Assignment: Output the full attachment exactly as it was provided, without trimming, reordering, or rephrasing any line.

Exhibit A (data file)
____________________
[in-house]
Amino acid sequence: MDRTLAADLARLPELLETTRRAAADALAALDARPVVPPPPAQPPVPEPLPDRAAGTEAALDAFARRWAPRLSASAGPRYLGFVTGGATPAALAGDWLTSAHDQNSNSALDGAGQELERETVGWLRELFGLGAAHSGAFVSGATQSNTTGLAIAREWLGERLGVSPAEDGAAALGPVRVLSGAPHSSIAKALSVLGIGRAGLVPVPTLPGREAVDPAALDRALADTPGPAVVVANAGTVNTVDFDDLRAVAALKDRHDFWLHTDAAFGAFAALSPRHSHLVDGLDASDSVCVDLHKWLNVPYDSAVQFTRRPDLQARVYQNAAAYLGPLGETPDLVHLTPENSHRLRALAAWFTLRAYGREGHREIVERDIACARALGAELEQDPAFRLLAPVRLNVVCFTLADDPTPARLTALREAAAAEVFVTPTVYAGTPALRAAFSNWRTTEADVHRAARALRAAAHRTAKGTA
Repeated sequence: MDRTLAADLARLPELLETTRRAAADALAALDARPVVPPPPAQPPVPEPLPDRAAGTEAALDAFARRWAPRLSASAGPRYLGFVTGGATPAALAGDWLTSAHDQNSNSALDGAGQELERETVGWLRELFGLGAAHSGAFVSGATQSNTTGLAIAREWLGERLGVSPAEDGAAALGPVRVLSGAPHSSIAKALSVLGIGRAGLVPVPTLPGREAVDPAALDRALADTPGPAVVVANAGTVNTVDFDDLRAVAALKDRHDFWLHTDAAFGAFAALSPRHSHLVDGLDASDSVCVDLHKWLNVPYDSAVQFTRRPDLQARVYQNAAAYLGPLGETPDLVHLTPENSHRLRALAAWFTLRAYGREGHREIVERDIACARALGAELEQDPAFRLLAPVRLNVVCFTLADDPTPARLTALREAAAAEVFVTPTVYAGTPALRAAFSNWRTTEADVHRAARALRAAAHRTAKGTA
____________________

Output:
[in-house]
Amino acid sequence: MDRTLAADLARLPELLETTRRAAADALAALDARPVVPPPPAQPPVPEPLPDRAAGTEAALDAFARRWAPRLSASAGPRYLGFVTGGATPAALAGDWLTSAHDQNSNSALDGAGQELERETVGWLRELFGLGAAHSGAFVSGATQSNTTGLAIAREWLGERLGVSPAEDGAAALGPVRVLSGAPHSSIAKALSVLGIGRAGLVPVPTLPGREAVDPAALDRALADTPGPAVVVANAGTVNTVDFDDLRAVAALKDRHDFWLHTDAAFGAFAALSPRHSHLVDGLDASDSVCVDLHKWLNVPYDSAVQFTRRPDLQARVYQNAAAYLGPLGETPDLVHLTPENSHRLRALAAWFTLRAYGREGHREIVERDIACARALGAELEQDPAFRLLAPVRLNVVCFTLADDPTPARLTALREAAAAEVFVTPTVYAGTPALRAAFSNWRTTEADVHRAARALRAAAHRTAKGTA
Repeated sequence: MDRTLAADLARLPELLETTRRAAADALAALDARPVVPPPPAQPPVPEPLPDRAAGTEAALDAFARRWAPRLSASAGPRYLGFVTGGATPAALAGDWLTSAHDQNSNSALDGAGQELERETVGWLRELFGLGAAHSGAFVSGATQSNTTGLAIAREWLGERLGVSPAEDGAAALGPVRVLSGAPHSSIAKALSVLGIGRAGLVPVPTLPGREAVDPAALDRALADTPGPAVVVANAGTVNTVDFDDLRAVAALKDRHDFWLHTDAAFGAFAALSPRHSHLVDGLDASDSVCVDLHKWLNVPYDSAVQFTRRPDLQARVYQNAAAYLGPLGETPDLVHLTPENSHRLRALAAWFTLRAYGREGHREIVERDIACARALGAELEQDPAFRLLAPVRLNVVCFTLADDPTPARLTALREAAAAEVFVTPTVYAGTPALRAAFSNWRTTEADVHRAARALRAAAHRTAKGTA